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Center for Teaching & Learning

Administration 304F
Warrensburg, MO 64093
Phone: 660.543.8528
mewilson@ucmo.edu





Summer Seminar for Faculty Fellows

The Faculty Fellows Summer Seminar offered at UCM each year is a unique opportunity for selected faculty to supplement their existing instructional knowledge, abilities, and expertise with further exposure to pedagogical issues. This year’s event will focus on Integrated Learning Communities.

A subcommittee of the University Council for Student Development is developing integrated learning communities to fulfill multiple general education requirements while engaging students in interdisciplinary work. The "ILCs" may focus on a single problem or issue from the perspective of two or more disciplines. At UCM, the initial phase might include a course block of 6-10 credit hours. The implementation of integrated learning communities will take time and resources to develop. ILCs developed during Summer Seminar are planned for Spring 2015.

In conjunction with the Summer 2014 Faculty Fellows Workshop on Critical Thinking and Integrative Learning Communities, three PLENARY SESSIONS will be open to all UCM faculty:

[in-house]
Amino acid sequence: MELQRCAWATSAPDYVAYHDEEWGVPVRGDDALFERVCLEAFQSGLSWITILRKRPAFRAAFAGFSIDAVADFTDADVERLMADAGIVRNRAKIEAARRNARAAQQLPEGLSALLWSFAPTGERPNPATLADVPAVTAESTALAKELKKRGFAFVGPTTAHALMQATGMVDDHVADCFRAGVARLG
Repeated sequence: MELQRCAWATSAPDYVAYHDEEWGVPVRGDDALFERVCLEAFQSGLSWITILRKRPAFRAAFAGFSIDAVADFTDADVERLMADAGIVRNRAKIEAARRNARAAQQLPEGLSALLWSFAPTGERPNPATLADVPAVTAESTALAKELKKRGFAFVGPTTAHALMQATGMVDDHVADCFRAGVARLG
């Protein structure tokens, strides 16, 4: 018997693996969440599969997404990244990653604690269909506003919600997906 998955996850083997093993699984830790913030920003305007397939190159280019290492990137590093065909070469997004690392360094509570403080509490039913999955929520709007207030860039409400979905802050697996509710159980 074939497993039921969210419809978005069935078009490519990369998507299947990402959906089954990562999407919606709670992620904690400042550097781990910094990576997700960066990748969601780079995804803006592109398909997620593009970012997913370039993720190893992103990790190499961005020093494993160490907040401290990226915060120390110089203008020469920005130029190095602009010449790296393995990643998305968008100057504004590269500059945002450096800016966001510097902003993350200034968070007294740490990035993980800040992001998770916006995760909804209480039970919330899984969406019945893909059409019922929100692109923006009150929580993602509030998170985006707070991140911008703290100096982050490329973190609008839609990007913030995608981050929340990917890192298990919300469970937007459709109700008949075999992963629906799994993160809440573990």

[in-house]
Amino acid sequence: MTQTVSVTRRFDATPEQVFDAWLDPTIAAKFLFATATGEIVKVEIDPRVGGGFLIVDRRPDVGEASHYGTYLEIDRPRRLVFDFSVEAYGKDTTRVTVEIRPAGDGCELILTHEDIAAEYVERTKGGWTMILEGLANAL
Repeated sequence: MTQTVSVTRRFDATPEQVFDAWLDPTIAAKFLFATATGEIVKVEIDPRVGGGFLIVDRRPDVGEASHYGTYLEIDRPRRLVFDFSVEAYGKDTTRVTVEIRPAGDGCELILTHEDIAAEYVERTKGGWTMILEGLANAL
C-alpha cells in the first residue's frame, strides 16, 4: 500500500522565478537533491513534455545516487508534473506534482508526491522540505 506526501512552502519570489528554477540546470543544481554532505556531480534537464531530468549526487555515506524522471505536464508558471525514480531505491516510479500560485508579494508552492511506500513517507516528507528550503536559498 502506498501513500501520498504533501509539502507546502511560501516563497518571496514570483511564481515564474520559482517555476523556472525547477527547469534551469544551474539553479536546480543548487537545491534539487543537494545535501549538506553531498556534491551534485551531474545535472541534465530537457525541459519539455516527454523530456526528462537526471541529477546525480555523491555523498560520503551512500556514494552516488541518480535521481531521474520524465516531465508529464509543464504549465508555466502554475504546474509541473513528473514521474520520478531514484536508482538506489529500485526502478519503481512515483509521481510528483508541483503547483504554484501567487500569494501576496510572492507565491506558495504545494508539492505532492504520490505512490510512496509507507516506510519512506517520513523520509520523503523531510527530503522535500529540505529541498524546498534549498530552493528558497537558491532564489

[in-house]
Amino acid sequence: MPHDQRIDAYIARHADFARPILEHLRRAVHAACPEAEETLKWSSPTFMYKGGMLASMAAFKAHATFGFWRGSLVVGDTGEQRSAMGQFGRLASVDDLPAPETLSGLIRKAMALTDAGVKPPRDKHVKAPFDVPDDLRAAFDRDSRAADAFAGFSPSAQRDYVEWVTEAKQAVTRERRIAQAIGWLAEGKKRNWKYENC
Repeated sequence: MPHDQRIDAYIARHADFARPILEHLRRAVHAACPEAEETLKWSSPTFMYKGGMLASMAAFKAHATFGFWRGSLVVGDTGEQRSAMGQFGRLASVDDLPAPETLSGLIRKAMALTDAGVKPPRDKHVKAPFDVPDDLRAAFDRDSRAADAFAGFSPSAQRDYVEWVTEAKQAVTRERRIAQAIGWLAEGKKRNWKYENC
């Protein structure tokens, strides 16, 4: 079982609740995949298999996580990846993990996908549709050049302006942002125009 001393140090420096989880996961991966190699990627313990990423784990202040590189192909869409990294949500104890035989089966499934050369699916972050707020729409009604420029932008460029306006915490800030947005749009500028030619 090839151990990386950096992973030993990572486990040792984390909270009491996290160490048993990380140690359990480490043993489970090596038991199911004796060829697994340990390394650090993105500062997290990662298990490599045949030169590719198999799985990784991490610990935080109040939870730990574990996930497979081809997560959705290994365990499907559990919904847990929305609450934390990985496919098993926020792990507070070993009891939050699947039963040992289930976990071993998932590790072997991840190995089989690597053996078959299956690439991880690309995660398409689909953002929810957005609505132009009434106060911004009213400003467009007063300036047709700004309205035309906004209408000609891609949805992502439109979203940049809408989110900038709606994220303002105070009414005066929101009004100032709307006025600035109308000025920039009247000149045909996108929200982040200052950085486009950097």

CRITICAL THINKING: ARE WE EVEN DOING IT?”

Thursday, May 15 from 8:30 a.m. - 11:30 a.m. in UN 237 A&B

CRITICAL THINKING II: INQUIRY STRATEGIES FOR PROBLEMATIZING THE MATERIAL OF YOUR DISCIPLINE”

Thursday, May 15 from 1:00 p.m. - 4:00 p.m. in UN 237 A&B

“WHAT DO I WANT MY STUDENTS TO DO--AND HOW DO I KNOW THEY DID IT?

Friday, May 16 from 8:30 a.m-11:30 a.m. in UN 237 A&B

These are all interactive workshops with a focus on critical thinking, and each will be facilitated by our guest presenter:

Tine Reimers, Ph.D. has taught in a variety of settings, from large American Research I Universities, to small colleges, to universities in France and Japan. Her more than 20 years of classroom experience teaching students from diverse backgrounds, and faculty development experience at UNC-Chapel Hill, Indiana University-Bloomington, the University of Texas at El Paso, Cornell University and currently the University at Albany (SUNY) have provided the opportunity to deepen her understanding and communication of the strategies best suited for effective learning in higher education. She works with faculty and graduate students from all disciplines to enhance course design that emphasizes discovery learning and student inquiry. Her workshops are designed for active engagement of the participants, modeling and putting into practice the ideas she is teaching, whether they be critical thinking, using teamwork in the classroom, lecturing effectively, or planning for active learning.